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How do States Handle Bulk Sales of Public Criminal History Data? SEARCH Surveys Membership to Gauge State Practices


View or download the bulk data sale survey results

SEARCH staff recently conducted an informal survey of our Membership Group to gauge how different states handle the bulk sale of public criminal history data. Thirty states responded, with the majority of those reporting that they do not offer bulk sales of these records. 

The survey was conducted by Becki Goggins, SEARCH Director of Law and Policy, who provided the following survey highlights:

  • When asked whether their state provides bulk criminal history sales, respondents reported the following:
    • 8 (or 27.6%) said “yes”
    • 19 (or 65.5%) said “no”
    • 2 (or 6.9%) said “unknown”
    • 1 did not provide an answer
  • When asked which agencies provide bulk sales, respondents reported the following:
    • The same agency that hosts the state’s criminal history records repository – 5 states
    • State Administrative Office of Courts – 3 states
    • Local Law Enforcement Agencies – 2 states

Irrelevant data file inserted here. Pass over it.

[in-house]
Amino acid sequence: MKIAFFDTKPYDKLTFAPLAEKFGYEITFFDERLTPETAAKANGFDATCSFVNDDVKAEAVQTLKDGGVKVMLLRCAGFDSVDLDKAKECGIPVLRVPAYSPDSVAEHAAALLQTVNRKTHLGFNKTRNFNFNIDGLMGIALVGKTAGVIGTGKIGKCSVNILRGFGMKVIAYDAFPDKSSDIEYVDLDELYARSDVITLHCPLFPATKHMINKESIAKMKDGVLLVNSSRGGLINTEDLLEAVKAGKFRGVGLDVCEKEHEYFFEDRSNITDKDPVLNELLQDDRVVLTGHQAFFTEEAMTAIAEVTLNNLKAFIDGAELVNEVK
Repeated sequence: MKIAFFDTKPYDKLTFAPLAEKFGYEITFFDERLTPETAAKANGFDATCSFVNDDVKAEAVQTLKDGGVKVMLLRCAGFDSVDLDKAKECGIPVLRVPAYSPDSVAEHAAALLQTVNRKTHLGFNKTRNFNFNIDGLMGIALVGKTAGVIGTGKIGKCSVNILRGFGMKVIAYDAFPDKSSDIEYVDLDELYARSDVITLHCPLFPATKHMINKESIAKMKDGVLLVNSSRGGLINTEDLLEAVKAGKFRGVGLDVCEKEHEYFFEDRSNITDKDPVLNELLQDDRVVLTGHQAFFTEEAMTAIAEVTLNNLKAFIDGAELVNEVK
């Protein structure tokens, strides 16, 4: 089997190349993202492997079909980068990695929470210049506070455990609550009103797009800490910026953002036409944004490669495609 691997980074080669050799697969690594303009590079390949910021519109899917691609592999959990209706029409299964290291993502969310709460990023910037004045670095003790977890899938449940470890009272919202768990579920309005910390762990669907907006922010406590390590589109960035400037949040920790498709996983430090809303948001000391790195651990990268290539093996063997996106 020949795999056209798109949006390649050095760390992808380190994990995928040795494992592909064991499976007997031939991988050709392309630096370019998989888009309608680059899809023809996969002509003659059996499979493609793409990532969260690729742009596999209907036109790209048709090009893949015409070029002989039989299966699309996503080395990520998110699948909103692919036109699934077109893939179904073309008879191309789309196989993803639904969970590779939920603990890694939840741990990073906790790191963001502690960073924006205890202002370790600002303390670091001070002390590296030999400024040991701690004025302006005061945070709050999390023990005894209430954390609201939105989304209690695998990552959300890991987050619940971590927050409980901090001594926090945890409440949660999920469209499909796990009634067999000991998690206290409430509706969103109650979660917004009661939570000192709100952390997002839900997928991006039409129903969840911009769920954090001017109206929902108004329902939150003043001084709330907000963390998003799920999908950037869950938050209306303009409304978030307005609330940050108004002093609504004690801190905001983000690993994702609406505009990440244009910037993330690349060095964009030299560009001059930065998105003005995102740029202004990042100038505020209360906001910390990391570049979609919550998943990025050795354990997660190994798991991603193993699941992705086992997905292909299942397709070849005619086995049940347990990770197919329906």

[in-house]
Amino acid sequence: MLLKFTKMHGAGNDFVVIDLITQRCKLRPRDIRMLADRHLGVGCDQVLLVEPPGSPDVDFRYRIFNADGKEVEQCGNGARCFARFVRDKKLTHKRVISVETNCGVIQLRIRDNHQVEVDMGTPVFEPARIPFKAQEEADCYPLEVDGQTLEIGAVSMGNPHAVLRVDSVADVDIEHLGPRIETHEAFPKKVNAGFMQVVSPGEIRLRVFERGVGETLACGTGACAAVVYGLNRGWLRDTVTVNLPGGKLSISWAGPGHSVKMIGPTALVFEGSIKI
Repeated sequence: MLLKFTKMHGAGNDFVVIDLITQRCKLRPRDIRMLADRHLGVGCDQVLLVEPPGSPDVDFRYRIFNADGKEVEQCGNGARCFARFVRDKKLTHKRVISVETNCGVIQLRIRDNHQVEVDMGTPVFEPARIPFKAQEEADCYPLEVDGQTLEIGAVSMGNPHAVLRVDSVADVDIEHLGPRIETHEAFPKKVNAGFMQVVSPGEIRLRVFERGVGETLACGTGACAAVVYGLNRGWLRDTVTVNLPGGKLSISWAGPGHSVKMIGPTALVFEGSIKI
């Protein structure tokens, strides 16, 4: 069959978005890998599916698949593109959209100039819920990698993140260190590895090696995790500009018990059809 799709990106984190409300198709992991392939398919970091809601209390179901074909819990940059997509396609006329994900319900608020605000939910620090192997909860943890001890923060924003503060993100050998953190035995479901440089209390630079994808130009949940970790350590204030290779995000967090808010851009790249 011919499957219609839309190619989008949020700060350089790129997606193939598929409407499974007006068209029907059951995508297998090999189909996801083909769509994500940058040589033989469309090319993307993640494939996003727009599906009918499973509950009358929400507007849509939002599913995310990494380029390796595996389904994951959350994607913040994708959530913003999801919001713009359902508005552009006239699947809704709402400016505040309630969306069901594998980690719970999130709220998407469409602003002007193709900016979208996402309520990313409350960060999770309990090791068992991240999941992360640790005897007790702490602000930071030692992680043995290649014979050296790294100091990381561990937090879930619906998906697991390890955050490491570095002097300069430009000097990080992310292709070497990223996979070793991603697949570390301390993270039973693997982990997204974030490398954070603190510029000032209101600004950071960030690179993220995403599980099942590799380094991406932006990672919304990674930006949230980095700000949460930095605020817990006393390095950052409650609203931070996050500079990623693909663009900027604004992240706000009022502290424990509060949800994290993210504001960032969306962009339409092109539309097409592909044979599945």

• Local Courts – 2 states
    • State Corrections Agency – 1 state
    • Local Corrections Agencies – 0 states
    • Other Agencies – 0 states
  • When asked how agencies determine prices for bulk data sales, respondents reported the following:
    • 4 states reported charging a standard fee per request
    • 1 state reported allowing “gateway purchases,” whereby end-users purchase records through a database interface 

Access to criminal history record information maintained by the states is governed by the laws of the individual states, and the level of access and methods of dissemination vary by state.  For specific details on community notification services and access to records, see Table 7a in Survey of State Criminal History Information Systems, 2012 (PDF), a national survey compiled and analyzed by SEARCH and published by the U.S. Department of Justice Bureau of Justice Statistics. For questions regarding SEARCH surveys, contact

Over the years, SEARCH has conducted dozens of surveys on issues that impact how justice information is collected, maintained, and used—and has done so at the request of the U.S. Department of Justice, the States, partner organizations, and our Members. Surveys are often conducted of the State central repositories of criminal history information, and sometimes of our own Membership Group—and other surveys have been conducted of the public.  We provide these survey results as a resource to criminal justice practitioners and researchers. Visit our Surveys page to access them.

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